Peace Activism

University of Michigan students at the last class session of
Nonviolence In Action

Challenged by my colleagues, students, and family to defend my pacifist philosophy, I wrote this interview of myself::

Interview with a pacifist


The events of September 11th, 2001 and the resulting "War on Terror" led me to give several talks promoting peace activism as a response to global conflict:A Radical Practice of Love (given at a student-initiated teach-in), To Change the World (a Mortarboard Senior Honor Society Lecture), The Right to a World Without War (for the Walker Conference on International Human Rights sponsored by U-M's Undergraduate Political Science Association), and Peace Activism in a Violent World (a talk at the University of Louisville, Kentucky). I developed a new course, Nonviolence in Action, and, with other RC faculty, put together two minicourses called Why War on Iraq? and Iraq, One Year Later.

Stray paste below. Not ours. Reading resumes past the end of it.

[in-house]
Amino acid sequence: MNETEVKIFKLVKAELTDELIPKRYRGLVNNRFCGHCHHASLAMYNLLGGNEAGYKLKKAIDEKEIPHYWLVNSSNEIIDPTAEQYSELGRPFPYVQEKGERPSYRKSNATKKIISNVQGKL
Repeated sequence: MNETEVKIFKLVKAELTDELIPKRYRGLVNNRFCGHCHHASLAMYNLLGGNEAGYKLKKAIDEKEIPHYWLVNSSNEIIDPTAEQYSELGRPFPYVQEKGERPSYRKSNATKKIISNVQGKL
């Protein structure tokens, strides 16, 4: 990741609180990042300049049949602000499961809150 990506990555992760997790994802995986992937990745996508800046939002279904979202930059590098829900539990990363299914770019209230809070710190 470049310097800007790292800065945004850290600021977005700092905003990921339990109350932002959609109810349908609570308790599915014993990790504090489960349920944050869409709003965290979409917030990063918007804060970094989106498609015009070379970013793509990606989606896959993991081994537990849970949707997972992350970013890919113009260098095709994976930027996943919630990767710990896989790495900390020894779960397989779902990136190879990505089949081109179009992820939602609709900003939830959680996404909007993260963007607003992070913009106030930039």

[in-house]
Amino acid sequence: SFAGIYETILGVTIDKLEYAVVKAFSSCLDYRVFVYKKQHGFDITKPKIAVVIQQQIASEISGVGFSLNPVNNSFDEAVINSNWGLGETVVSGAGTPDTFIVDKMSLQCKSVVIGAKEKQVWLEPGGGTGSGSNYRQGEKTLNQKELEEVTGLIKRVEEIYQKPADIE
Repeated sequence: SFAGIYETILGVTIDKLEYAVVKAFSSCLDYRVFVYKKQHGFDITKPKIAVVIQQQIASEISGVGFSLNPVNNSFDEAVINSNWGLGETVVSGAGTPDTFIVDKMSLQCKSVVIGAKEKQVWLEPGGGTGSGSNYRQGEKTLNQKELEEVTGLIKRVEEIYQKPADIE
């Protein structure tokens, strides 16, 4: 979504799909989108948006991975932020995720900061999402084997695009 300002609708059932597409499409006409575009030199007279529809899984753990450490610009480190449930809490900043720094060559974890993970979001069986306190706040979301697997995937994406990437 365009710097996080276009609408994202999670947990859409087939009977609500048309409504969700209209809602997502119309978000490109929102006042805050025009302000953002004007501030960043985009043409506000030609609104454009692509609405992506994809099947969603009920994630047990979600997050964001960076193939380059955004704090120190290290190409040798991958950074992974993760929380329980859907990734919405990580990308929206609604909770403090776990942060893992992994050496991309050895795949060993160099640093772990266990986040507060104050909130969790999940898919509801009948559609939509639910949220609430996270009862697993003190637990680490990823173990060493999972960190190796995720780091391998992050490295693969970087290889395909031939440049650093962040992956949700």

As a Quaker (and perhaps, as a woman, a traveler, and a teacher who sees the intelligence, potential, and creative fire in every student) I am opposed to violence in all its forms -- both the "sanctioned" violence of war, capital punishment, soul-destroying incarceration, and willful indifference to abject poverty -- as well as the "illegal" violence of terrorism, armed insurgency, and garden-variety murder.

The more I read and study, the more I am convinced that discovering, refining, and promoting nonviolent solutions to human problems will be the most exciting -- and pressing -- challenge of the 21st century.


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